Donelli J. Dimaria

Donelli J. DiMaria

Born in the small town of Waterbury Connecticut, Donelli J. DiMaria has been drawing and painting from the age of 8. While primarily self-taught, he has had some formal training in classical and contemporary art at different points throughout his life while living in Connecticut and New York. Although, Donelli has drawn and painted his entire life, he pursued a career in science. He received a Ph.D. in Physics from Lehigh University, Pennsylvania, and went on to work as a Physicist for IBM's major research lab the T. J. Watson Research Center in New York for many years. During his time as a leading research scientist for IBM, Donelli created a major field in the area of solid-state physics making significant worldwide contributions to science and technology. Simultaneously, he continued to study and develop his drawing and painting techniques with the ultimate goal of a second career as an artist.

While working as a physicist, Donelli also accrued many national and local awards for his paintings. Among juried national competition, he has been a finalist in The Artist's Magazine National Juried Competition for Dream Studio twice in a three-year period and has been accepted in the national shows of Allied Artists, American Artists Professional League, Hudson Valley Art Association, Salon International, Oil Painters of America, and Academic Artists. He was also selected and published as an Artist Showcase Award Winner in the Manhattan Arts International Magazine twice. Donelli's self-portrait has been published in American Artist Magazine, one of his paintings appears in North Light Books' "The Best of Portrait Painting “, and several others have been published in “American Art Collector” . He was a fellow member of the American Artists Professional League, Associate member of Oil Painters of America, member of the Portrait Society, and elected full member of the Hudson Valley Art Association and Kent Art Association.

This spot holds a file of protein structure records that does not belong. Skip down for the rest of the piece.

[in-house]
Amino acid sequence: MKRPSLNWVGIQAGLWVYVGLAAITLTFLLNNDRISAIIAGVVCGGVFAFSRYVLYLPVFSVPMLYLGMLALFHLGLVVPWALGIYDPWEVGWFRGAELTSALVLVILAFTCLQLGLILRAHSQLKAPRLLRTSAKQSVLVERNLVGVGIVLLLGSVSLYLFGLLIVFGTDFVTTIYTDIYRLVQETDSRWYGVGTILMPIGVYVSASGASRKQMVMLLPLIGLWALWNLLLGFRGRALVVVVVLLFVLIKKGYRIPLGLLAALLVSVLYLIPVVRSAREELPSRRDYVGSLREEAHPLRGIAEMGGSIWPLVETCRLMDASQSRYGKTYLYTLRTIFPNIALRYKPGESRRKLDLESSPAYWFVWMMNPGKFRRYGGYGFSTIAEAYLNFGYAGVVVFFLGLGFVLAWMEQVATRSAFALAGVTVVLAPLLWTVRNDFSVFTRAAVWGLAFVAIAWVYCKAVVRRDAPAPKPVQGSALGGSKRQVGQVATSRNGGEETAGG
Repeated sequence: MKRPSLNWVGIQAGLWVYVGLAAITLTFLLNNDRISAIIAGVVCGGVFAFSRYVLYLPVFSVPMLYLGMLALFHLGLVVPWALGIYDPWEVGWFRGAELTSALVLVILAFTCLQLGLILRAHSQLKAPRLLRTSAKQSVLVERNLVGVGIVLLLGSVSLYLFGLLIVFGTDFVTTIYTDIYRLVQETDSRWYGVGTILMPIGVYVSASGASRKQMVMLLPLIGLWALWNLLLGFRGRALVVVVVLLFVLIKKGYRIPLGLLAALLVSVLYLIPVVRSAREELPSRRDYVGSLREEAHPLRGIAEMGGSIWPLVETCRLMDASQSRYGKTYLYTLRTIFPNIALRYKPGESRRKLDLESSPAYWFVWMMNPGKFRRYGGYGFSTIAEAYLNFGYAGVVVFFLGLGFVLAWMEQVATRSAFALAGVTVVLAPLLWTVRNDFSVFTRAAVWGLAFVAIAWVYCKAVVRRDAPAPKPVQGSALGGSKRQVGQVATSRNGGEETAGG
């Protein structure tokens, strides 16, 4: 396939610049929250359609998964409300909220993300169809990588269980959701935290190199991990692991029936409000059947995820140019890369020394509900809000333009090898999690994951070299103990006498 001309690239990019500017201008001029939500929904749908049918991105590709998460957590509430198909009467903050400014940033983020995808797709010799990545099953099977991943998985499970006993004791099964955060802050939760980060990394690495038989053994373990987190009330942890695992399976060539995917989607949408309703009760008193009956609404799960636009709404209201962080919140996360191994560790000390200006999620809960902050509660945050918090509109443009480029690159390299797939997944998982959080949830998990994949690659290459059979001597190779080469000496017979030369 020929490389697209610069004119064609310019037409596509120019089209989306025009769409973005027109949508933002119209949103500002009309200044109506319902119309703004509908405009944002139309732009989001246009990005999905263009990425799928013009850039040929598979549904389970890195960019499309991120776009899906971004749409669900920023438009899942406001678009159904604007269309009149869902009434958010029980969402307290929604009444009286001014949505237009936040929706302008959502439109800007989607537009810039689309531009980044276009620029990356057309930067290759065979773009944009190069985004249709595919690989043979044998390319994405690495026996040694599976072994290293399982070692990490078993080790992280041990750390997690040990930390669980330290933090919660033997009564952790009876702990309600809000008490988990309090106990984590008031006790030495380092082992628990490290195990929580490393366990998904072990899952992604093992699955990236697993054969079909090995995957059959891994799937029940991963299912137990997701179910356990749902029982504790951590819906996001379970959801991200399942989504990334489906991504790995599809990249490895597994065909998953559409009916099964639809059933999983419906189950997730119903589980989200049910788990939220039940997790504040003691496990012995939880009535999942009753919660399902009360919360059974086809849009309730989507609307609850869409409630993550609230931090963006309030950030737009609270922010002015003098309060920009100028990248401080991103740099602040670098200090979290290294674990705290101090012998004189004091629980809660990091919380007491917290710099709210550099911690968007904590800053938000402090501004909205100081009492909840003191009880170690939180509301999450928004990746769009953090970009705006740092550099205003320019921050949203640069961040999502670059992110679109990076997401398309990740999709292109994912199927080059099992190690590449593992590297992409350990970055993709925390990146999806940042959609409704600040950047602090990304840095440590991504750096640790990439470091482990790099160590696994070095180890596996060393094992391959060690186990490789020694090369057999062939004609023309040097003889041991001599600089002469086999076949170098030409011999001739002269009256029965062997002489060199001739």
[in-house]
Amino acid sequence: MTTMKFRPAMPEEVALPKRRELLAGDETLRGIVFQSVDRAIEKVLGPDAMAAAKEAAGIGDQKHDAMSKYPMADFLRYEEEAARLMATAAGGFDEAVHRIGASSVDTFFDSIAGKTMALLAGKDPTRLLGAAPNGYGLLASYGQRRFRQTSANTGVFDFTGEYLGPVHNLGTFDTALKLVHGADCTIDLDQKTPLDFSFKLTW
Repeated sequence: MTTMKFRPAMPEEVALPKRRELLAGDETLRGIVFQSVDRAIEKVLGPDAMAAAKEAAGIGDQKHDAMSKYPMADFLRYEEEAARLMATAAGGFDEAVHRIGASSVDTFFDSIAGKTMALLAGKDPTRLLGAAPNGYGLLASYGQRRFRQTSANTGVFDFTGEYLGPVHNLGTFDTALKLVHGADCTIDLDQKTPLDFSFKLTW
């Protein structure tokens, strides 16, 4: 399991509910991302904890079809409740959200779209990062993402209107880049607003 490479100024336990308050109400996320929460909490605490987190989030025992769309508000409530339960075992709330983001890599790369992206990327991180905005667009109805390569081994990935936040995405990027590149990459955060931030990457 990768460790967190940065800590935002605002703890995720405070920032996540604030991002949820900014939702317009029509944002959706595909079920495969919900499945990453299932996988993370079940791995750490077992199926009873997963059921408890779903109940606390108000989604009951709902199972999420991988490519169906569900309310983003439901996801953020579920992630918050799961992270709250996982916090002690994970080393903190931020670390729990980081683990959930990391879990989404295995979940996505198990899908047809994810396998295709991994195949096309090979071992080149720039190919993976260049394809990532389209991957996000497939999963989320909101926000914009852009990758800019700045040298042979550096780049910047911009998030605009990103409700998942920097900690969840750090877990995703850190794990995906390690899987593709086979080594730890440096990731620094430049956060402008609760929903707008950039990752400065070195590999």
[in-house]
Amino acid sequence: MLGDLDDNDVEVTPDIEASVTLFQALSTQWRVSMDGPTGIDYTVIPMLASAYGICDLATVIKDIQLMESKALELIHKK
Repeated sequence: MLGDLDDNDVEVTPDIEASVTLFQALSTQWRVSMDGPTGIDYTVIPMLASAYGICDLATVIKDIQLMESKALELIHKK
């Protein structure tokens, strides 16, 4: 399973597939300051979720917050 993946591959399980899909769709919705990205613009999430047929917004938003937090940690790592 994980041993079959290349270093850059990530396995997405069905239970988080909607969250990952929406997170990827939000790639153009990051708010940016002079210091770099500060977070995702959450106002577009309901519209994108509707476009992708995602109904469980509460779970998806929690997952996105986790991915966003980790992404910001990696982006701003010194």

Over the years, Donelli has developed a distinctive painting style most appropriately characterized as Contemporary Realism. To this end, he blends the techniques of the old world masters line, form, edge and value with the brushstrokes, vibrating colors and light effects of the Impressionists. However, the distinctive contemporary nature of Donelli's unique style is in his compositions and paint application.

The ideas for his compositions come largely from photographs and memorabilia collected while traveling around the world as a research scientist. Donelli sets up the subject matter for his paintings to tell a story. Typically, he emphasizes the main point by using a palette of earth colors for most of the painting with a punch of bright color, such as red to attract the viewer's attention. Thick paint application, detail and value contrast are also used to attract the viewer to the center of interest. He layers color upon color allowing each layer to show through to increase the light, luminosity and emotional intensity of his work.

For the past 17 years, Donelli has been a full time artist and teacher in Santa Fe, NM. Recently, he has been in 14 museum shows across the country (twice in the “Contemporary American Realism” show at the Fort Wayne Museum of Art in 2008 and 2010) and has shown his work in galleries across the US (NY, CA, AZ, TX, CT, and NM). His four drawing and painting video courses on “Udemy” have more than 100,000 subscribers, and his drawing manual loosely based on the “Reilly” technique is still available on “Lulu” and at Artisan stores.


Oil Paintings

Oil paintings on canvas or linen.

Generations #3 “Generations #3”

Oil on canvas - 24x48 inches.

Starving Artist “Starving Artist”

Oil on canvas - 24x36 inches.

Pinup #2 “Pinup #2”

Oil on canvas - 24x48 inches.

D.I.Y. #2 “D.I.Y. #2”

Oil on canvas -30x30 inches.

African Strings #6 “African Strings #6”

Oil painting of woman playing an African string instrument surrounded by African artifacts.

Studio Tour #2 - Art Collector “Studio Tour #2 - Art Collector”

Oil painting of art collector viewing one of my social realism paintings of three African women.